THE Land Transportation Franchising and Regulatory Board (LTFRB) 7 has scheduled a public hearing on June 24 on the petition of the Cebu Integrated Transport Service Cooperation (Citrasco) to raise the minimum jeepney fare in Central Visayas from P7.50 to P10 for the first five kilometers.

LTFRB 7 Director Ahmed Cuizon said the public hearing complies with the order signed by LTFRB Chairman Winston Gines and Board Member Ronaldo Corpuz.

Gines had asked Cuizon during last month’s transport summit to conduct the hearing, but the written copy arrived in Cebu yesterday.


Citrasco chairman Ryan Benjamin Yu filed the petition last month when diesel cost P45 per liter. Yesterday, some stations were selling diesel at P42.70 per liter with the possibility of additional price rollbacks.

Speaking before the 888 News Forum at Marco Polo Plaza, Cuizon said LTFRB 7 has the discretion to determine whether there will be an increase or to recommend how much increase will be, if needed.

“We will invite all sectors of society to attend the public hearing on June 24. We are hoping that all interested parties will voice out their opinion so we can have a better recommendation,” Cuizon said.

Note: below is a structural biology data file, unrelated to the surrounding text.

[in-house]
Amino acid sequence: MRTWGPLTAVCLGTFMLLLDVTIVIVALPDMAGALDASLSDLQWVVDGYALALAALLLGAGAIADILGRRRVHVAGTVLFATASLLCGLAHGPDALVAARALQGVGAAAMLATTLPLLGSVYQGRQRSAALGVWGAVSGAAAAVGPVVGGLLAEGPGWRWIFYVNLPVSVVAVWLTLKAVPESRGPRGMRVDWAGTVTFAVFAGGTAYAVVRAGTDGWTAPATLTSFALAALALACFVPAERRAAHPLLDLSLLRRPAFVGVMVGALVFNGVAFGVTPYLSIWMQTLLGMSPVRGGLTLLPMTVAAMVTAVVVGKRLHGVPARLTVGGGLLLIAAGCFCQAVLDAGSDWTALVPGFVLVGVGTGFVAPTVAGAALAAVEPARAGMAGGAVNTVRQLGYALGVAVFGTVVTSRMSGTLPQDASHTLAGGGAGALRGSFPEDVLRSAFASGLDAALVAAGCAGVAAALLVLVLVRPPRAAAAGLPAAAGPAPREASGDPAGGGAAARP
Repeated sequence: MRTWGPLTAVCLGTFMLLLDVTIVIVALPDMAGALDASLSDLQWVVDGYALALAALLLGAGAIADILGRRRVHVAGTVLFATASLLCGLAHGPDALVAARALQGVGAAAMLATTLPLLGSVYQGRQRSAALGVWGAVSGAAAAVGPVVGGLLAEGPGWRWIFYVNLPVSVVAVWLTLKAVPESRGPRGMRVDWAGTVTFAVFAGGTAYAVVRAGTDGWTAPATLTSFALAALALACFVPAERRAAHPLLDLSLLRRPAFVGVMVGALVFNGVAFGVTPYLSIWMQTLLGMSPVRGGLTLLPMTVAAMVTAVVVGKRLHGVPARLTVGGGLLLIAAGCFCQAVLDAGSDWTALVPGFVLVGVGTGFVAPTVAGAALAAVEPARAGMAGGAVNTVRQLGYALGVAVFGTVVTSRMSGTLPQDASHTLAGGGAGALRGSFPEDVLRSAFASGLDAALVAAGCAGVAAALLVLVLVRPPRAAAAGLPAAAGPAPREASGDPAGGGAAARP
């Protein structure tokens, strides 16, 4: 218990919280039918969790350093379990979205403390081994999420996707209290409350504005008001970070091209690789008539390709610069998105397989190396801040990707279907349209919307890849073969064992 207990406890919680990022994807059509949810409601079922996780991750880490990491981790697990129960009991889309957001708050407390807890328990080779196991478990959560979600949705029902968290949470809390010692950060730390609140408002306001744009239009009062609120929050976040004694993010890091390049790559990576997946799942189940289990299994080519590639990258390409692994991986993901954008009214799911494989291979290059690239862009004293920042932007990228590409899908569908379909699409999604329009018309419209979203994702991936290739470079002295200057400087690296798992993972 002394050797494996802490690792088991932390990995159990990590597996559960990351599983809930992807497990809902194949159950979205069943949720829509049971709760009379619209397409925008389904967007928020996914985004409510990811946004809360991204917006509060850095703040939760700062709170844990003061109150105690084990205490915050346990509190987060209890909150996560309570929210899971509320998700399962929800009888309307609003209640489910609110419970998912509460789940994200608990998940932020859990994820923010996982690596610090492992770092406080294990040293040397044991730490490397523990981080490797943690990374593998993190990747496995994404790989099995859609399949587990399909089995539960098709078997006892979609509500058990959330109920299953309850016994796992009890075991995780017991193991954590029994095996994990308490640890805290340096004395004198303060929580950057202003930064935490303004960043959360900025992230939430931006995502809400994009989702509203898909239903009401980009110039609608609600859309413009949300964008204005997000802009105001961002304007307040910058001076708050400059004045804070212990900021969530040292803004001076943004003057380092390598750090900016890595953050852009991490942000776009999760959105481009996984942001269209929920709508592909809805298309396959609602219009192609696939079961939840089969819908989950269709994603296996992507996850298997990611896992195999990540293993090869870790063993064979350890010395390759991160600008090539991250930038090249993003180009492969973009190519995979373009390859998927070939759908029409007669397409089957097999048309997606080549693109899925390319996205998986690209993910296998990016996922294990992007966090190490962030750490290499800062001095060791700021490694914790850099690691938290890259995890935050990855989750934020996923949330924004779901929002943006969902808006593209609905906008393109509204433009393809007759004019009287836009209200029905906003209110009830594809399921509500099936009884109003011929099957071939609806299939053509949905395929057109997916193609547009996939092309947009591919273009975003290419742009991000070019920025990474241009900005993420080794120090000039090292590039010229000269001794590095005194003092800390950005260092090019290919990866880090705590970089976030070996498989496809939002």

Last week, the LTFRB in Manila approved an increase in jeepney fares in Metro Manila.

The agency is leaving it up to regional offices to decide whether to follow suit, based on the outcome of the public hearings.


Cuizon assured the public that the people’s right will be protected in discussing Citrasco’s petition.

Former mediaman Boy Solomon told Cuizon that jeepney drivers have been overcharging passengers for a long time since they don’t give change if the passenger pays P8.

In a related development, Arthur Barrit, spokesman of the Associated Labor Union-Trade Union Congress of the Philippines, said any fare increase can affect a worker’s budget.

He said if Citrasco’s petition is approved, the take-home pay of the average worker, which is estimated at P289 per day, will be cut to at least P279 per day.

A fare hike will also mean that the worker’s buying power is reduced, especially if the worker has children going to school, he said.